- Heart attack
Causes of lower right abdominal pain include:
- Hernia (when an organ protrudes through a weak spot in the abdominal muscles)
- Kidney infection
Upper right abdominal pain may be from:
When to see the doctor
Mild abdominal pain may go away without treatment. However, in some cases, abdominal pain may warrant a trip to the doctor.
Call 911 if your abdominal pain is severe and associated with trauma (from an accident or injury) or pressure or pain in your chest.
You should seek immediate medical care if the pain is so severe that you can’t sit still or need to curl into a ball to get comfortable, or if you have any of the following:
- Bloody stools
- High fever (greater than 101°F)
- Vomiting up blood (called hematemesis)
- Persistent nausea or vomiting
- Yellowing of the skin or eyes
- Swelling or severe tenderness of the abdomen
- Difficulty breathing
Make an appointment with your doctor if you experience any of the following symptoms:
- Abdominal pain that lasts longer than 24 hours
- Prolonged constipation
- A burning sensation when you urinate
- Loss of appetite
- Unexplained weight loss
Call your doctor if you’re pregnant or breastfeeding and you experience abdominal pain.
Abdominal Pain Diagnosis
The cause of abdominal pain can be diagnosed through a series of tests. Before ordering the tests, your doctor will do a physical examination. This includes gently pressing down on various areas of your abdomen to check for tenderness and swelling.
This information, combined with the severity of the pain and its location within the abdomen, will help your doctor determine which tests to order.
Imaging tests, such as MRI scans, ultrasounds, and X-rays, are used to view organs, tissues, and other structures in the abdomen in detail. These tests can help diagnose tumors, fractures, ruptures, and inflammation.
Other tests include:
- Colonoscopy (to look inside the colon and intestines)
- Endoscopy (to detect inflammation and abnormalities in the esophagus and stomach)
- Upper GI (a special X-ray test that uses contrast dye to check for the presence of growths, ulcers, inflammation, blockages, and other abnormalities in the stomach)
Blood, urine, and stool samples may also be collected to look for evidence of bacterial, viral, and parasitic infections.
Abdominal Pain Prevention
Not all forms of abdominal pain are preventable. However, you can minimize the risk of developing abdominal pain by doing the following:
- Eat a healthy diet.
- Drink water frequently.
- Exercise regularly.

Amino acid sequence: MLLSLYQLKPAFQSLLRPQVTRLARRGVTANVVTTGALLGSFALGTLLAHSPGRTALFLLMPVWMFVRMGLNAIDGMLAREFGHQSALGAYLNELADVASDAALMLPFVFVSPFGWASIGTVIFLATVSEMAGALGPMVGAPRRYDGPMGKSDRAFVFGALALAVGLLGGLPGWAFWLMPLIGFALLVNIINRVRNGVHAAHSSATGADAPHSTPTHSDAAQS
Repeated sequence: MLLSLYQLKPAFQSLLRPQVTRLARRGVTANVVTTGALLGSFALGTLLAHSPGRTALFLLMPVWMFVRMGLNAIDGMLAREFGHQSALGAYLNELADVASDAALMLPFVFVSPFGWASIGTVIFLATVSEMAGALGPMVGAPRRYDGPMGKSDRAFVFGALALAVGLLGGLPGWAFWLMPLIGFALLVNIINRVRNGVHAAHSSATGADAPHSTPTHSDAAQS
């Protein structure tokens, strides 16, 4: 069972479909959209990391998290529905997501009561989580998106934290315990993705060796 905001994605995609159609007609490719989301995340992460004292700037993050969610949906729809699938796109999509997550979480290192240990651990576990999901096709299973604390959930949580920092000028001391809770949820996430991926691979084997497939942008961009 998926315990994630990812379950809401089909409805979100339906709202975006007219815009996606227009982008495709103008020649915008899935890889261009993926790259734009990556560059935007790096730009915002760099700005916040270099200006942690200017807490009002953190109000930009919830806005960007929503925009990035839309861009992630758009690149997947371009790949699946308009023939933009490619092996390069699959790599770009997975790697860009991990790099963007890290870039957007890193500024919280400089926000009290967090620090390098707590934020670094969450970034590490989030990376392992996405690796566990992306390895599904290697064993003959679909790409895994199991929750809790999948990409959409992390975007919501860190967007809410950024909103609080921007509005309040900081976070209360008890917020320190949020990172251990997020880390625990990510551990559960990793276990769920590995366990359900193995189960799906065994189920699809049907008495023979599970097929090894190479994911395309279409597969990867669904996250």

- Eat smaller meals.
If you have an intestinal disorder, such as Crohn’s disease, follow the diet your doctor has given you to minimize discomfort. If you have GERD, don’t eat within two hours of bedtime.
Lying down too soon after eating may cause heartburn and abdominal pain. Try waiting at least two hours after eating before lying down.
Frequently Asked Questions about Abdominal Pain
Which doctor should I visit in case of abdominal pain?
You could visit your family doctor or a surgeon for abdominal pain. You may be referred to a specialist depending on the cause of pain.
What are the common tests used to evaluate abdominal pain?
A careful history often helps in diagnosing the cause of abdominal pain. Some tests that assist in the diagnosis are:
- Complete blood counts, liver and pancreatic enzyme estimation and urinalysis. A pregnancy test may be done in women to rule out an ectopic pregnancy.
- Radiological tests like plain x-ray, ultrasound, CT scan, MRI and barium x-ray.
- Endoscopic procedures like esophagogastroduodenoscopy, colonoscopy, flexible sigmoidoscopy and balloon enteroscopy
How is colic in infants treated?
The exact cause of colics in infants is not known. It usually disappears as the infant gets older. Holding the baby and gently rocking her could help to pacify the baby. A gentle massage over the abdomen may also help.
Where is abdominal pain located?
Abdominal (belly) pain is pain or discomfort that is felt in the part of the trunk below the ribs and above the pelvis. It comes from organs within the abdomen or organs adjacent to the belly.
What does abdomen pain feel like?
Abdominal pain is pain that you feel anywhere between your chest and groin. This is often referred to as the stomach region or belly. Since the abdominal area contains many different organs it is divided into smaller areas.
How do I know if it’s gas or appendicitis?
Pain from gas can feel like knots in your stomach. You may even have the sensation that gas is moving through your intestines. Unlike appendicitis, which tends to cause pain localized on the lower right side of the abdomen, gas pain can be felt anywhere in your abdomen. You may even feel the pain up in your chest.